Fine. But what about pastors who identify as homosexual (though non-practicing) Christians? Would anyone object to a pastor calling himself an adulterous Christian because he is sometimes attracted to women other than his wife? Are these questions ones that agreeing on a basic set of “gospel” commitments while allowing for diversity on variety of indifferent matters will be easily answered? What if basic gospel commitments about sin, human nature, repentance, regeneration — all matters covered under Pastor Keller’s “Reformed theology and soteriology” — actually bubble up into questions about church and society? And what if Side B Christianity is a way to project that the PCA is a tolerant sort of place for residents of large metropolitan areas where people are generally uncomfortable expressing opposition to homosexuality?

Again, breadth seems to be afflicting the PCA. The affliction is certainly different from the broadening of the PCUSA roughly one hundred years ago. But in one way it is similar. “Evangelicals” like Charles Erdman, professor of practical theology at Princeton and opponent of Machen within the seminary and the church, believed a denomination could be broad and committed to the essentials of the gospel. The progressives in the PCA seem to be in a similar position. They are not making the church safe for pastors who question the Virgin Birth. But they, like Erdman, want to avoid being part of a restrictive church.

“Presbyterian” by definition means not Lutheran, not Anglican, not Baptist, not Congregationalist, not Quaker, not Methodist. Of course, someone can be not a Baptist in a disagreeable manner. But if the metric for offensiveness is calibrated to the ethos of cosmopolitan urban centers, the bar for giving offense was just set really low.

What about Jesus’ Whataboutism?

Our Lord could be hard to pin down (so to speak):

Then Pharisees and scribes came to Jesus from Jerusalem and said, 2“Why do your disciples break the tradition of the elders? For they do not wash their hands when they eat.” 3He answered them, “And why do you break the commandment of God for the sake of your tradition? 4For God commanded, ‘Honor your father and your mother,’ and, ‘Whoever reviles father or mother must surely die.’ 5But you say, ‘If anyone tells his father or his mother, “What you would have gained from me is given to God,” 6he need not honor his father.’ So for the sake of your tradition you have made void the word of God. 7You hypocrites! Well did Isaiah prophesy of you, when he said:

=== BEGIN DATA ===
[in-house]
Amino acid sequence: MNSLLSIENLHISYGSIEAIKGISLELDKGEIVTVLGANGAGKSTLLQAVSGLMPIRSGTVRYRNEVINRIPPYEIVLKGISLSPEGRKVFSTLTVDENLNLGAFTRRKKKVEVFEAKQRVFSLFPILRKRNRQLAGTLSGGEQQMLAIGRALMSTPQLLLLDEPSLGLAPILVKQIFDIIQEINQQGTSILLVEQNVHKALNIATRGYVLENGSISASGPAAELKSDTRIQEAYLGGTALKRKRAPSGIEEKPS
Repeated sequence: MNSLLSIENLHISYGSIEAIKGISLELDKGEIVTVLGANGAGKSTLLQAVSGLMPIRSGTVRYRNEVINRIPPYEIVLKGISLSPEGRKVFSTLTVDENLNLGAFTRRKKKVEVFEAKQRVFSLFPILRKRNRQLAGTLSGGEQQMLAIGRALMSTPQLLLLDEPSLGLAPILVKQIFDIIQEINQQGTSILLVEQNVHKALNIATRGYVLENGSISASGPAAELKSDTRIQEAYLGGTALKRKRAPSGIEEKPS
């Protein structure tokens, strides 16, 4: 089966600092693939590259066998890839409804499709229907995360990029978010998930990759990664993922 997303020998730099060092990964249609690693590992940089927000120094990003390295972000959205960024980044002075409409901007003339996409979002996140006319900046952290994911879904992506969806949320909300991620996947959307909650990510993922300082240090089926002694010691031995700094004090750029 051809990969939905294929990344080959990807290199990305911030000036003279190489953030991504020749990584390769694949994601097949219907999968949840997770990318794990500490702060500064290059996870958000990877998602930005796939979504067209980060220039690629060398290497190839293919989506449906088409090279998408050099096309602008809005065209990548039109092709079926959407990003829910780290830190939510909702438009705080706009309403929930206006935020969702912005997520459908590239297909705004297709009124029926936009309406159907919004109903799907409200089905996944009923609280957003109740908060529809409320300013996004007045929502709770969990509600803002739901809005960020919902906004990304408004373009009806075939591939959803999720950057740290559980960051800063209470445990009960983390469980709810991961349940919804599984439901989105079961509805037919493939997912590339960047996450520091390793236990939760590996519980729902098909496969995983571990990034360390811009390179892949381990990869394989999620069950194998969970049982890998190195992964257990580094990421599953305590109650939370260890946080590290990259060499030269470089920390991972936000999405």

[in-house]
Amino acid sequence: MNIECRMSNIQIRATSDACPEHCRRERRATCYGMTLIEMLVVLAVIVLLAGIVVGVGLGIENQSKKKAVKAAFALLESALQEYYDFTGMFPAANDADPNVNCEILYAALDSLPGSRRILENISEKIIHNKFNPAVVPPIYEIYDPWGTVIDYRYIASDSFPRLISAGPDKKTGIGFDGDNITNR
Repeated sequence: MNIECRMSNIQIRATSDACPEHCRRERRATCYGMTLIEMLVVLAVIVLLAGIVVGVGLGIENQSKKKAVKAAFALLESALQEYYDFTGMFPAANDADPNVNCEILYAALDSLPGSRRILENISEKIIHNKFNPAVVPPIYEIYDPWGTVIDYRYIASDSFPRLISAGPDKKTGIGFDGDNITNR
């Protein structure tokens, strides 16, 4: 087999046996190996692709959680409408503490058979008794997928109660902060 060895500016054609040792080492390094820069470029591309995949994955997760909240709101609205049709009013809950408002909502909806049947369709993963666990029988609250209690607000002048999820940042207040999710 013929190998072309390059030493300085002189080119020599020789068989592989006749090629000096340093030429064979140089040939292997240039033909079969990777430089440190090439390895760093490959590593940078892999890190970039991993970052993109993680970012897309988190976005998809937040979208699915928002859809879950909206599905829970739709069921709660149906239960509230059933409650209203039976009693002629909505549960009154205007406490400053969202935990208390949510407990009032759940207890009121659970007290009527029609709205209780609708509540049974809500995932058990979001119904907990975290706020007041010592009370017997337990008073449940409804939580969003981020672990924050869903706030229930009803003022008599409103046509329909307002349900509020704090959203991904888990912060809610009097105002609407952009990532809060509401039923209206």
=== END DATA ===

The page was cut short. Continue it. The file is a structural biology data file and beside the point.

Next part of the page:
8“‘This people honors me with their lips,
but their heart is far from me;
9in vain do they worship me,
teaching as doctrines the commandments of men.’”
(Matthew 15)

Imagine how he would have gotten ratioed on Twitter.

Postscript

Was Supposism the Hebrew equivalent for Whataboutism?

23 Then Abraham drew near and said, “Will you indeed sweep away the righteous with the wicked? 24 Suppose there are fifty righteous within the city. Will you then sweep away the place and not spare it for the fifty righteous who are in it? 25 Far be it from you to do such a thing, to put the righteous to death with the wicked, so that the righteous fare as the wicked! Far be that from you! Shall not the Judge of all the earth do what is just?” 26 And the Lord said, “If I find at Sodom fifty righteous in the city, I will spare the whole place for their sake.”

27 Abraham answered and said, “Behold, I have undertaken to speak to the Lord, I who am but dust and ashes. 28 Suppose five of the fifty righteous are lacking. Will you destroy the whole city for lack of five?” And he said, “I will not destroy it if I find forty-five there.” 29 Again he spoke to him and said, “Suppose forty are found there.” He answered, “For the sake of forty I will not do it.” 30 Then he said, “Oh let not the Lord be angry, and I will speak. Suppose thirty are found there.” He answered, “I will not do it, if I find thirty there.” 31 He said, “Behold, I have undertaken to speak to the Lord. Suppose twenty are found there.” He answered, “For the sake of twenty I will not destroy it.” 32 Then he said, “Oh let not the Lord be angry, and I will speak again but this once. Suppose ten are found there.” He answered, “For the sake of ten I will not destroy it.” (Genesis 18)